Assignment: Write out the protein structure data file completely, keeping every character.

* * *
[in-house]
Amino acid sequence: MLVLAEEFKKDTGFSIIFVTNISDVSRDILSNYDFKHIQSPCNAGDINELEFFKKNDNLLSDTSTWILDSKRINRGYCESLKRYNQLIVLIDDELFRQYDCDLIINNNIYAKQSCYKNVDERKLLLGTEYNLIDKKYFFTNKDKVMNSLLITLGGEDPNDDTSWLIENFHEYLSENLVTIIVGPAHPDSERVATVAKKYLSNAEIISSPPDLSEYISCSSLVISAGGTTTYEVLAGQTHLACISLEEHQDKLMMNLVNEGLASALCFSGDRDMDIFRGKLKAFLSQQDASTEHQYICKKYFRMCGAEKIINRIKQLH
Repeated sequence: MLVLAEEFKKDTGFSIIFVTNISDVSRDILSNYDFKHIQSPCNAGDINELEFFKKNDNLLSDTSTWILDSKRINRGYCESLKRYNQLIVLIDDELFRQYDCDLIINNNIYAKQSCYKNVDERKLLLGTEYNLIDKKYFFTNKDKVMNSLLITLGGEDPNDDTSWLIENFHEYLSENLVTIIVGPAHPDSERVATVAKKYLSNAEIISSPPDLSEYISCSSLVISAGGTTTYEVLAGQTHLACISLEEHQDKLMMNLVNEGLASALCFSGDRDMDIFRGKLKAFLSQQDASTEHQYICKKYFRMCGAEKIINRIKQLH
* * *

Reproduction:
[in-house]
Amino acid sequence: MLVLAEEFKKDTGFSIIFVTNISDVSRDILSNYDFKHIQSPCNAGDINELEFFKKNDNLLSDTSTWILDSKRINRGYCESLKRYNQLIVLIDDELFRQYDCDLIINNNIYAKQSCYKNVDERKLLLGTEYNLIDKKYFFTNKDKVMNSLLITLGGEDPNDDTSWLIENFHEYLSENLVTIIVGPAHPDSERVATVAKKYLSNAEIISSPPDLSEYISCSSLVISAGGTTTYEVLAGQTHLACISLEEHQDKLMMNLVNEGLASALCFSGDRDMDIFRGKLKAFLSQQDASTEHQYICKKYFRMCGAEKIINRIKQLH
Repeated sequence: MLVLAEEFKKDTGFSIIFVTNISDVSRDILSNYDFKHIQSPCNAGDINELEFFKKNDNLLSDTSTWILDSKRINRGYCESLKRYNQLIVLIDDELFRQYDCDLIINNNIYAKQSCYKNVDERKLLLGTEYNLIDKKYFFTNKDKVMNSLLITLGGEDPNDDTSWLIENFHEYLSENLVTIIVGPAHPDSERVATVAKKYLSNAEIISSPPDLSEYISCSSLVISAGGTTTYEVLAGQTHLACISLEEHQDKLMMNLVNEGLASALCFSGDRDMDIFRGKLKAFLSQQDASTEHQYICKKYFRMCGAEKIINRIKQLH